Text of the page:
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  1. #201
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    Quote Originally Posted by Dopaminer_09 View Post

    However, riding on the road with those big tires and low tubeless pressures is definitely not as enjoyable as before, and I am often now driving to the same trail that I used to ride on the road to.
    Just pump them up before you head out, deflate / tire pressure gauge once you get there and pump back up on your way home.

  2. #202
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    it's all pretty laughable that a buncha grown men get on da forums to talk about expensive bikes. just to even have enough social mobility to even own these bikes is a small and privileged demographic.

    so what about fully kitted lycra weekend warriors on multiuse paths on weekends weaving dangerously in and out of traffic/pedestrians? funny not funny?

  3. #203
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    Quote Originally Posted by Dopaminer_09 View Post
    I rode a 2006 Stumpjumper with 130mm front and 120mm rear travel for almost 9 years. My most frequent ride was 10 miles on the road (slightly uphill) to the trail, then 5 miles on hilly dirt, then 10 miles back home on the road.

    I just bought a 2019 Stumpjumper with 150mm travel front/rear, and 2.6" wide tires. This bike is awesome. It's a ton of fun on the trails. As more-of-a-bike-than-needed for local trails such as Skeggs and Dirt Alpine, it's super fun. It makes all of my trail rides more fun, including Demo.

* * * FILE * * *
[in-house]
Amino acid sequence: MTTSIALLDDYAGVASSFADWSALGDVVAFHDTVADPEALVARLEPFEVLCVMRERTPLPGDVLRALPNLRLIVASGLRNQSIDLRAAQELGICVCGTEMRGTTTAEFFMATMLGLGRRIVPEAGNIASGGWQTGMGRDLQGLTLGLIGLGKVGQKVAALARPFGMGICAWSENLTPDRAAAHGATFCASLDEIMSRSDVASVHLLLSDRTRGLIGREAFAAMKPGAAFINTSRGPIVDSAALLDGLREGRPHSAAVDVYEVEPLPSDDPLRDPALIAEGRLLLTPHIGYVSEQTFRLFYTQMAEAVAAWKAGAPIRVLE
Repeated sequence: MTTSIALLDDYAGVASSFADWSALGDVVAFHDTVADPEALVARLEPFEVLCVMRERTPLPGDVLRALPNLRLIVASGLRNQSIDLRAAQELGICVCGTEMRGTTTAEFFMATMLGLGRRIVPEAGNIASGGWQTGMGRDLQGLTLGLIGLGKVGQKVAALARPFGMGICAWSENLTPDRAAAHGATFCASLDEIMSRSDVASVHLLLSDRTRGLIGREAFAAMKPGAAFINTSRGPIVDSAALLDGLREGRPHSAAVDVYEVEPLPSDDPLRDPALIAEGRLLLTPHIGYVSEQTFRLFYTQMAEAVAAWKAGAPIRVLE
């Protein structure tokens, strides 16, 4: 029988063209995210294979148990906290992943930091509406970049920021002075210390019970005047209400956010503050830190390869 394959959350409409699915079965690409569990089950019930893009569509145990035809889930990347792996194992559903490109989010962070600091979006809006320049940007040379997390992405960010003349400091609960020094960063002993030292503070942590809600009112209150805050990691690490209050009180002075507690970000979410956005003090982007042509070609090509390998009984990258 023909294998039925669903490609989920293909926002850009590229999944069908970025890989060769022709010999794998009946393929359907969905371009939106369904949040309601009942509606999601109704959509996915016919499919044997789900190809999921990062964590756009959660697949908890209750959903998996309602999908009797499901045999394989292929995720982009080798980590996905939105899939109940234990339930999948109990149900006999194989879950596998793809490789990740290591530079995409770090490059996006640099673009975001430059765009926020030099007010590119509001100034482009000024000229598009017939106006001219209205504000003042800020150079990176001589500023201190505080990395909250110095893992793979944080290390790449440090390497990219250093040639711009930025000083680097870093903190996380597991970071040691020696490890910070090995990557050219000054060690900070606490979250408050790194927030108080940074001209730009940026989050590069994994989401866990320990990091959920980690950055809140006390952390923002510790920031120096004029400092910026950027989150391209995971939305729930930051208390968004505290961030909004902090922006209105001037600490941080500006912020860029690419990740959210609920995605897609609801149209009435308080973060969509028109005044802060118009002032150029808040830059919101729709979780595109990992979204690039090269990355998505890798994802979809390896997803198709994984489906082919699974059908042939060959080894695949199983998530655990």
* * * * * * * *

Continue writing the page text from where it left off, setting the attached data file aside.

However, riding on the road with those big tires and low tubeless pressures is definitely not as enjoyable as before, and I am often now driving to the same trail that I used to ride on the road to.

    I'm very happy with the new bike, but it's led to a change in my riding habits.
    does it make you a candidate for an e-bike? really startin to see a lot of them.

  4. #204
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    Quote Originally Posted by cassieno View Post
    Just pump them up before you head out, deflate / tire pressure gauge once you get there and pump back up on your way home.
    A tire pump or small pressure gauge with bleed valve that automatically closes at a preset pressure would be awesome!

    Like those tire deflators for wheeling. Many of those designs rely on spring pressure and probably aren't accurate enough for bike tires. I should borrow one from my BIL and test on my one bike that has a schraeder tube

  5. #205
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    Whachu talking about Willis?!?

    no freakin way





    Quote Originally Posted by nativeson View Post